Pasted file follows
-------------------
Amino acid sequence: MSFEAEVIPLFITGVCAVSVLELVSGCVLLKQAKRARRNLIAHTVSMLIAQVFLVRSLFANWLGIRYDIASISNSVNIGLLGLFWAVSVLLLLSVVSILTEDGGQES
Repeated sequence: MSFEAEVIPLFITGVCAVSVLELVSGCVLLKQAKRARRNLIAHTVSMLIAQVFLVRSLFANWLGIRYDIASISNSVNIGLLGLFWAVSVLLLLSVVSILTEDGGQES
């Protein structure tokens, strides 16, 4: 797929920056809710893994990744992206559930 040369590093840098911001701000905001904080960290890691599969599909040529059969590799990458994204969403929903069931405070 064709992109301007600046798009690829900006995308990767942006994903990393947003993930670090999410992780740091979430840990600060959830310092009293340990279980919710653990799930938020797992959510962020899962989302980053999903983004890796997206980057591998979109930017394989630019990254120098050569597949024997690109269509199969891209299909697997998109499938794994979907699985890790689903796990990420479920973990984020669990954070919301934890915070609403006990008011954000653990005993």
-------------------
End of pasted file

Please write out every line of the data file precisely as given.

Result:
Amino acid sequence: MSFEAEVIPLFITGVCAVSVLELVSGCVLLKQAKRARRNLIAHTVSMLIAQVFLVRSLFANWLGIRYDIASISNSVNIGLLGLFWAVSVLLLLSVVSILTEDGGQES
Repeated sequence: MSFEAEVIPLFITGVCAVSVLELVSGCVLLKQAKRARRNLIAHTVSMLIAQVFLVRSLFANWLGIRYDIASISNSVNIGLLGLFWAVSVLLLLSVVSILTEDGGQES
């Protein structure tokens, strides 16, 4: 797929920056809710893994990744992206559930 040369590093840098911001701000905001904080960290890691599969599909040529059969590799990458994204969403929903069931405070 064709992109301007600046798009690829900006995308990767942006994903990393947003993930670090999410992780740091979430840990600060959830310092009293340990279980919710653990799930938020797992959510962020899962989302980053999903983004890796997206980057591998979109930017394989630019990254120098050569597949024997690109269509199969891209299909697997998109499938794994979907699985890790689903796990990420479920973990984020669990954070919301934890915070609403006990008011954000653990005993």